British shops warned over customers eating daffodils
Bulbs mistaken for onions and leaves for Chinese vegetables, warns health body
Public Health England has urged British supermarkets to shift daffodils away from fruit and vegetable stands after dealing with 27 suspected poisonings linked to daffodils in the last year. Photograph: Cyril Byrne
, but today daffodils have been known to land people in hospital.
Public Health England has urged British supermarkets to shift daffodils away from fruit and vegetable stands because customers are mistaking them for vegetables.
“Unfortunately there are rare occasions when the bulbs are mistaken for onions, and the stems or leaves are mistaken for a type of vegetable popular in China, ” medical director of Public Health England Prof Paul Cosford told supermarket executives.
The mistake was most usually made by immigrants with poor English, unable to read shop signs, said Prof Cosford, who has asked supermarkets to consider “taking some simple steps to reduce risks”.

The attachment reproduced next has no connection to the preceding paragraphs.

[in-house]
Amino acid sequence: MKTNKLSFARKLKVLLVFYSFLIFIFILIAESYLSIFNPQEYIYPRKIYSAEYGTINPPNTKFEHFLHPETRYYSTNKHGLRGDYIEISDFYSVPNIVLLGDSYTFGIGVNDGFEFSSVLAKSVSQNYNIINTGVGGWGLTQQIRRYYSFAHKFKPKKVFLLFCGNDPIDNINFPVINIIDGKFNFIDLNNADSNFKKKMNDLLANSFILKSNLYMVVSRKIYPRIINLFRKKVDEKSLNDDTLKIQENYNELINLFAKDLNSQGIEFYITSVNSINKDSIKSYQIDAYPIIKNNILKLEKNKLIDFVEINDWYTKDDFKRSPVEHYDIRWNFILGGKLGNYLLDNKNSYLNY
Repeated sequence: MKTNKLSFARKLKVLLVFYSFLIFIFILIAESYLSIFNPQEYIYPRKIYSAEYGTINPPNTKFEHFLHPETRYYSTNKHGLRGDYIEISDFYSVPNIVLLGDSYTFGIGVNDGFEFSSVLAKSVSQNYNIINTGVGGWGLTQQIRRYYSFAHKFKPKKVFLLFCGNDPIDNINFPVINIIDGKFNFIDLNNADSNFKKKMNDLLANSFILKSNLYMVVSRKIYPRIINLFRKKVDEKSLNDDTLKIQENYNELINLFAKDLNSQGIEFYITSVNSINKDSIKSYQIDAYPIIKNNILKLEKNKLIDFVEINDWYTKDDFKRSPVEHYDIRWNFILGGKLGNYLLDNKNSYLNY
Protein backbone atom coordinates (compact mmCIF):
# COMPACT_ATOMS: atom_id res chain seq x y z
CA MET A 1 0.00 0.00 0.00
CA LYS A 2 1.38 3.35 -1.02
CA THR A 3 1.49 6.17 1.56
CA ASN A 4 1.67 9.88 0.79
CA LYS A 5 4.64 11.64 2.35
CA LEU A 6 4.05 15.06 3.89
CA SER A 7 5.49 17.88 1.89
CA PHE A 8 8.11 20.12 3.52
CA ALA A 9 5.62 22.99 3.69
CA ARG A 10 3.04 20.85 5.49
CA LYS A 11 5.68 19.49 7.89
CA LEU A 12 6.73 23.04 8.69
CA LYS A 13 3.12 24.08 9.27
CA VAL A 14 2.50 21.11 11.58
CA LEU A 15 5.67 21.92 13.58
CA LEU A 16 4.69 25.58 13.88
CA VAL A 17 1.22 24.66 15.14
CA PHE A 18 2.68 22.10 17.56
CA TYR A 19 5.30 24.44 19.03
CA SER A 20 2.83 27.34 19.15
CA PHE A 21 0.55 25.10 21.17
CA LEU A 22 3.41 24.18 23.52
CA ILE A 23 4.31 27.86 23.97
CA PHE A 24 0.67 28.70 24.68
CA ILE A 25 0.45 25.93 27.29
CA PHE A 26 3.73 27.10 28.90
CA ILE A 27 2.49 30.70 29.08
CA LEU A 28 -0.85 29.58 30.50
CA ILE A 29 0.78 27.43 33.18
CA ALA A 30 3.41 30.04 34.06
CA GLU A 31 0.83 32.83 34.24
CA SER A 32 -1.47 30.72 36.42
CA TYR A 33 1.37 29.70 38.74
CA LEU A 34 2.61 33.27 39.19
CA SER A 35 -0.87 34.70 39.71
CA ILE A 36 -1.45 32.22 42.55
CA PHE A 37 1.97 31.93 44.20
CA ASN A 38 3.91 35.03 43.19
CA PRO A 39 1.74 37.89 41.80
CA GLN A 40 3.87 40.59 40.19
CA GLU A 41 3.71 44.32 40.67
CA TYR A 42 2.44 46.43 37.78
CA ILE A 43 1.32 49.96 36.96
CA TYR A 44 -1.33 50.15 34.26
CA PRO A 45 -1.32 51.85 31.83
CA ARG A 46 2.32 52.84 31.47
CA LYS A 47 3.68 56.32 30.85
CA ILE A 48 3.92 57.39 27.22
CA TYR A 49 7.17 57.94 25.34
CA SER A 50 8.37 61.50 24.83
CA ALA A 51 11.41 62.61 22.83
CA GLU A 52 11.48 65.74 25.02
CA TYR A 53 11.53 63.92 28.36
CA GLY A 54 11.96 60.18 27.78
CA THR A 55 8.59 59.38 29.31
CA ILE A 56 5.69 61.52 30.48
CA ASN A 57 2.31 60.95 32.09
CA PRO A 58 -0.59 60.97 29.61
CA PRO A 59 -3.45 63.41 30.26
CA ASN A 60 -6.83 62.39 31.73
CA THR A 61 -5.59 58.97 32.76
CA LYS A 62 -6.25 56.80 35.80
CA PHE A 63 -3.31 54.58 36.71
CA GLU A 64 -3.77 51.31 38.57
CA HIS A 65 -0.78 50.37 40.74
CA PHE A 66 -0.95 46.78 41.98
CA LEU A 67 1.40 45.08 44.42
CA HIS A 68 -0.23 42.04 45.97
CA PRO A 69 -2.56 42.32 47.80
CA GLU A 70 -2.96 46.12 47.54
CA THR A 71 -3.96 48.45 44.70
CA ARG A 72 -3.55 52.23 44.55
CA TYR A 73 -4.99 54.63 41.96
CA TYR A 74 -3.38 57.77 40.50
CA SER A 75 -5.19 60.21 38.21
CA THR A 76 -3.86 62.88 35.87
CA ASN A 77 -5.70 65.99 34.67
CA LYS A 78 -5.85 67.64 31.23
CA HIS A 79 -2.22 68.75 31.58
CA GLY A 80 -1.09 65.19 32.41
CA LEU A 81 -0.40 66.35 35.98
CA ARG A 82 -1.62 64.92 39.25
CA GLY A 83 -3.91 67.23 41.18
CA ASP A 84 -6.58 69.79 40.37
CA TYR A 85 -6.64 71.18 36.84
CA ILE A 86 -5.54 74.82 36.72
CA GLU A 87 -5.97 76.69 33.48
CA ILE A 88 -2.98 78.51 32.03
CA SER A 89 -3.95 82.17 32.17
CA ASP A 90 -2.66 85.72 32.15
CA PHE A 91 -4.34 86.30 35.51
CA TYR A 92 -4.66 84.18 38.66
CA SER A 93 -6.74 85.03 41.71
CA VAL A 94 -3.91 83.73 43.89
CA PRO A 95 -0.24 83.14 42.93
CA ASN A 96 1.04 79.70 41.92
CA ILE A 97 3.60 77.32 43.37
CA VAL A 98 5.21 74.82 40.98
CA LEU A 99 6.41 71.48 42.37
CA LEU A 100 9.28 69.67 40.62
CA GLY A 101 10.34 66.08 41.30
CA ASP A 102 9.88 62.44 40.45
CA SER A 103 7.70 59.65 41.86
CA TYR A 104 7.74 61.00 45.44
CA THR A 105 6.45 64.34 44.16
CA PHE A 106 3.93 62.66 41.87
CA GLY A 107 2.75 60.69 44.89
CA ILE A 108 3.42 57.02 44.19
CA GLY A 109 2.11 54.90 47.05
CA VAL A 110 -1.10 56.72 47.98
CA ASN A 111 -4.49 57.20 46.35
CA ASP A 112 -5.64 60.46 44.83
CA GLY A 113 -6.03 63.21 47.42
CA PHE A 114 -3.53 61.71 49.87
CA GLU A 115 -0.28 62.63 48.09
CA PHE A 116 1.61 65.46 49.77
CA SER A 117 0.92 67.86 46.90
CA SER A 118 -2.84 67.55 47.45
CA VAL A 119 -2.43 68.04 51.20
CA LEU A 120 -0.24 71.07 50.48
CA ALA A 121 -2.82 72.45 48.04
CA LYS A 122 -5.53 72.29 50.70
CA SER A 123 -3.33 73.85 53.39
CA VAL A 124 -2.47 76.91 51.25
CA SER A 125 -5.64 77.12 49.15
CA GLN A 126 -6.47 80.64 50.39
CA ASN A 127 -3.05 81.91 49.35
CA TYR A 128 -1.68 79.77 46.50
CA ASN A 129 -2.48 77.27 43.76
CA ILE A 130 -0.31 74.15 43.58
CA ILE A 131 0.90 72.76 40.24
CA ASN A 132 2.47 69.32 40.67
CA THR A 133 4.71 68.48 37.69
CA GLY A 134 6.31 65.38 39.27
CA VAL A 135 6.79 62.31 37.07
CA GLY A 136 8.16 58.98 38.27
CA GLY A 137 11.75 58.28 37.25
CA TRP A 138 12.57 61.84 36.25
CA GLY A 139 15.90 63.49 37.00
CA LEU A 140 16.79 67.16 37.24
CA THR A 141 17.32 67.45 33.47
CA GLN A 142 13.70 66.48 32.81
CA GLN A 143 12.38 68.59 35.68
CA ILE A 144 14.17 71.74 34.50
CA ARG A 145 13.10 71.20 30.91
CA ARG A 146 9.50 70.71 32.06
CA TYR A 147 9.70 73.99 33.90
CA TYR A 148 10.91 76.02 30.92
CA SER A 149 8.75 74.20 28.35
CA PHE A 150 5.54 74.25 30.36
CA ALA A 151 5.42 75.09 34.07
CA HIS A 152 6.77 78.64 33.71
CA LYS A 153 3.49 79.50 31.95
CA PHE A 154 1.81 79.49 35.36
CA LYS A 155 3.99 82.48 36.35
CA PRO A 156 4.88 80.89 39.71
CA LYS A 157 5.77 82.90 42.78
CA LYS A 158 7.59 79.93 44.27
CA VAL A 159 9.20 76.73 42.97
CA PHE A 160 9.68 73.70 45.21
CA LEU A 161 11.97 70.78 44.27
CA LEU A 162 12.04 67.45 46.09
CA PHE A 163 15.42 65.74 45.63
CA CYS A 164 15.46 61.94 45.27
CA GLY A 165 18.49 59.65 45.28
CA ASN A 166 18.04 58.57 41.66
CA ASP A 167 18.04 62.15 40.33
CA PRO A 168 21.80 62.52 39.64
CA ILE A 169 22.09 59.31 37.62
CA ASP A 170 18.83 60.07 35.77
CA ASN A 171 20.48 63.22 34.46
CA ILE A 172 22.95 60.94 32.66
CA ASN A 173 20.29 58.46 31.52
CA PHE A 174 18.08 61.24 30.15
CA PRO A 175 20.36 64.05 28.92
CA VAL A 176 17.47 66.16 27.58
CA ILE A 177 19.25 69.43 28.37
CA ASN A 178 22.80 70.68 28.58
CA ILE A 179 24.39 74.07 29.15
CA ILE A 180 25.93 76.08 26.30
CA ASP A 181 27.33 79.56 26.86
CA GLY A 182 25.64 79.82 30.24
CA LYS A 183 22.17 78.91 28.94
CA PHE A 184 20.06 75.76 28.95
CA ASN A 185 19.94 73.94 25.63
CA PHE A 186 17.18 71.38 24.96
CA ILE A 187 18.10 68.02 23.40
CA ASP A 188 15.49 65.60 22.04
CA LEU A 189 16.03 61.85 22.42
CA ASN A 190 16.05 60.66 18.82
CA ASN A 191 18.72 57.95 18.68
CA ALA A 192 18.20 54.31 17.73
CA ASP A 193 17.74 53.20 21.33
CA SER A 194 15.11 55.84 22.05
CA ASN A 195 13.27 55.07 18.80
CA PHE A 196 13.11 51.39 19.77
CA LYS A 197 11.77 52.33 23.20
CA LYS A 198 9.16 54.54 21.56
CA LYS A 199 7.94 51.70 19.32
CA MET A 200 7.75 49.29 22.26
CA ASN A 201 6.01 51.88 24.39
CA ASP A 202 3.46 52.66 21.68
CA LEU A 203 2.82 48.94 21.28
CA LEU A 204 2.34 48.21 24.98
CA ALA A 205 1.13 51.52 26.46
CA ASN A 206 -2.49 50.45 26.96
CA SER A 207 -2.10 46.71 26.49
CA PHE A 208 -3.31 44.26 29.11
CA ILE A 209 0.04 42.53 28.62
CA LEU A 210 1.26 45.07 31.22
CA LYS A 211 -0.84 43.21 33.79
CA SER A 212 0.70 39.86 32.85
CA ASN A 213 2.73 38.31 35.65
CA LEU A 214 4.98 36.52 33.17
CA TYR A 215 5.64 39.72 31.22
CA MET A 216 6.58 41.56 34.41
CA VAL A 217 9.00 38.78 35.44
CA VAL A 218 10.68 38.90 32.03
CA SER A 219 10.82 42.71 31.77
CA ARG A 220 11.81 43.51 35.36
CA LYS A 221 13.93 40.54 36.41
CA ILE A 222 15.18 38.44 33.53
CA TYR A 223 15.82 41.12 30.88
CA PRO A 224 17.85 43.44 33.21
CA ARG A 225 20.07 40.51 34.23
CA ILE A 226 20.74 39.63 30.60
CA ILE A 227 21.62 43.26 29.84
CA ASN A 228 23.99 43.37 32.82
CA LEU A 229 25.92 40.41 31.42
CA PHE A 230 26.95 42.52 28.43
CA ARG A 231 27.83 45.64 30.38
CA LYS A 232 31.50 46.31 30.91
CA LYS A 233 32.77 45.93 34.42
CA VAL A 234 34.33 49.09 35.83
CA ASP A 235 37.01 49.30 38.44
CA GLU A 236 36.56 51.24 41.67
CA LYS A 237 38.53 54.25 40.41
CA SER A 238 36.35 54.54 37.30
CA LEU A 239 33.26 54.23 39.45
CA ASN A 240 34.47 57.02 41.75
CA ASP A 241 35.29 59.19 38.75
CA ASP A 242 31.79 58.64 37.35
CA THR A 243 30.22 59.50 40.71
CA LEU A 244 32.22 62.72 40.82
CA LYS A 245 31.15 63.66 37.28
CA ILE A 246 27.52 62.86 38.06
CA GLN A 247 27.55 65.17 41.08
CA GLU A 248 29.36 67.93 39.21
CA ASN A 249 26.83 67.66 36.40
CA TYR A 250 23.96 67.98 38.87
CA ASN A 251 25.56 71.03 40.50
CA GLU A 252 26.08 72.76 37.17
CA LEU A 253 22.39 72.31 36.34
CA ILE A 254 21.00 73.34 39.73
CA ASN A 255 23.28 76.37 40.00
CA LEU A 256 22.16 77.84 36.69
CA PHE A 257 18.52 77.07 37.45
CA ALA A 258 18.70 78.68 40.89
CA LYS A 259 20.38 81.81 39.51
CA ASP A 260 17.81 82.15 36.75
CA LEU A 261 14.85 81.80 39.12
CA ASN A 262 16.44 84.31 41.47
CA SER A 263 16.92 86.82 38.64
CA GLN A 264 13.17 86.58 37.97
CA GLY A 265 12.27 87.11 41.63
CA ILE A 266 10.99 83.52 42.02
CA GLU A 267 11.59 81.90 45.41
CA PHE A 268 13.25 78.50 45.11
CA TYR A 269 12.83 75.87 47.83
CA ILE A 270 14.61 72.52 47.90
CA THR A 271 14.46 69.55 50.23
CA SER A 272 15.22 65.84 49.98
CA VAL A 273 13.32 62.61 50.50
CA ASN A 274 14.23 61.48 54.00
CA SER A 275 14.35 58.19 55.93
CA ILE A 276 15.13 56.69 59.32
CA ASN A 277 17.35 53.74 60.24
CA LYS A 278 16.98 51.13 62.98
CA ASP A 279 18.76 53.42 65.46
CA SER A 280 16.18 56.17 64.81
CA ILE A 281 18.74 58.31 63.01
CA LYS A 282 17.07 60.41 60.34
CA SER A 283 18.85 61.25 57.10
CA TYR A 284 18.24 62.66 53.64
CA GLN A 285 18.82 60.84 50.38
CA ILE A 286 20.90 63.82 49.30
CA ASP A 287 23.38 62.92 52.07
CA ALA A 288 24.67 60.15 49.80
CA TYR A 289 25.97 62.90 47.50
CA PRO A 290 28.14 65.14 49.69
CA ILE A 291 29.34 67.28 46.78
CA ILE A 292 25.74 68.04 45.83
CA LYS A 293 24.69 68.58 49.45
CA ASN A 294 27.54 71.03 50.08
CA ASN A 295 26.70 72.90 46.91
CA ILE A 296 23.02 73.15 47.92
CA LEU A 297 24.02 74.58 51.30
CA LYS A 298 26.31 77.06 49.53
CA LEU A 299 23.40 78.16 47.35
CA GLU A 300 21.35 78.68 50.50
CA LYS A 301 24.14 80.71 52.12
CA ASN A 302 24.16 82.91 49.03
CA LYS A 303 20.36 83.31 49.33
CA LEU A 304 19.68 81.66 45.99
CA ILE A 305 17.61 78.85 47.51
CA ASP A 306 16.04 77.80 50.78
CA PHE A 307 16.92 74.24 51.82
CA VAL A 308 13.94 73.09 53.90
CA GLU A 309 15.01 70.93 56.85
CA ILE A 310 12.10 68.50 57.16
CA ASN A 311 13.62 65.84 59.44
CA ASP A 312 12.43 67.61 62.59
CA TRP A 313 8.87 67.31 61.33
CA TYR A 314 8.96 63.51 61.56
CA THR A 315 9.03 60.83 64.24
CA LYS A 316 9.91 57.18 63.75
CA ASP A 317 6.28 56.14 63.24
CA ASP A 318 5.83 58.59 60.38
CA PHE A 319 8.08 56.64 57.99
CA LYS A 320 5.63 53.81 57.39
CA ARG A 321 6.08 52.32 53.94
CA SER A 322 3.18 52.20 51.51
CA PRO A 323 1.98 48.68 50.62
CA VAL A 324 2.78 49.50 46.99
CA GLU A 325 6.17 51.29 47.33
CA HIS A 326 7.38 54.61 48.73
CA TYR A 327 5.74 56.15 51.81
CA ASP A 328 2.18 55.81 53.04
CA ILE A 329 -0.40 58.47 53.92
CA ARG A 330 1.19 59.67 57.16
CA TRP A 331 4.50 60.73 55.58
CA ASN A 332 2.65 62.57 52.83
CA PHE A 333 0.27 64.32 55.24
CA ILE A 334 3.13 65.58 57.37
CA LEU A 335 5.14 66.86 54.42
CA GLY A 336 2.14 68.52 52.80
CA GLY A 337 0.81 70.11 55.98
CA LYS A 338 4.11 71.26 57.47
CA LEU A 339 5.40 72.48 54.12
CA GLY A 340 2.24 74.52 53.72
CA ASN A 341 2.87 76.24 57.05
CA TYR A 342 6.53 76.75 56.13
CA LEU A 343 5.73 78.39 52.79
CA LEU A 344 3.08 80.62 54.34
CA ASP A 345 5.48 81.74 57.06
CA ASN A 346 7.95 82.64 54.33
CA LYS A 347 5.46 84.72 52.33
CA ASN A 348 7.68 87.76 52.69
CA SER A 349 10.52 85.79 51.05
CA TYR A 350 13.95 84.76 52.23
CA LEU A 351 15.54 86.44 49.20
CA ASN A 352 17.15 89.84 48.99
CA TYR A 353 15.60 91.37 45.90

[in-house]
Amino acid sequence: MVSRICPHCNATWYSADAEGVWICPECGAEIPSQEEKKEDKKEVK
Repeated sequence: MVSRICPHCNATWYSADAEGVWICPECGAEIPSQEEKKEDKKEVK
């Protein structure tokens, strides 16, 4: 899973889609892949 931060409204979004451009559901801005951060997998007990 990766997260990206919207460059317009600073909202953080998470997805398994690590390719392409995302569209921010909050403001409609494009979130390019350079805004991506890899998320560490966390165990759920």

In the last year, the public health body has dealt with 27 suspected poisonings linked to daffodils, or narcissi, and 63 cases over the past six years.
“Poisonings go up in spring and peak in March,” Prof Cosford told supermarkets. “That is why we are asking you, along with all other major supermarkets, to ensure that daffodils, both the bulbs from which they sprout and the cut variety too, are displayed well away from the produce or fruit and vegetable area.
Florists frequently report daffodil itch, the symptoms of which are dry skin, fissures, scaling and erythema, which is blamed on the exposure to calcium oxalate in the sap.
The chemical in the bulb is lycorine which can be poisonous if ingested. Symptoms include abdominal pain, diarrhoea, dizziness, eczema, dermatitis, hoarseness, itchiness, nausea and vomiting.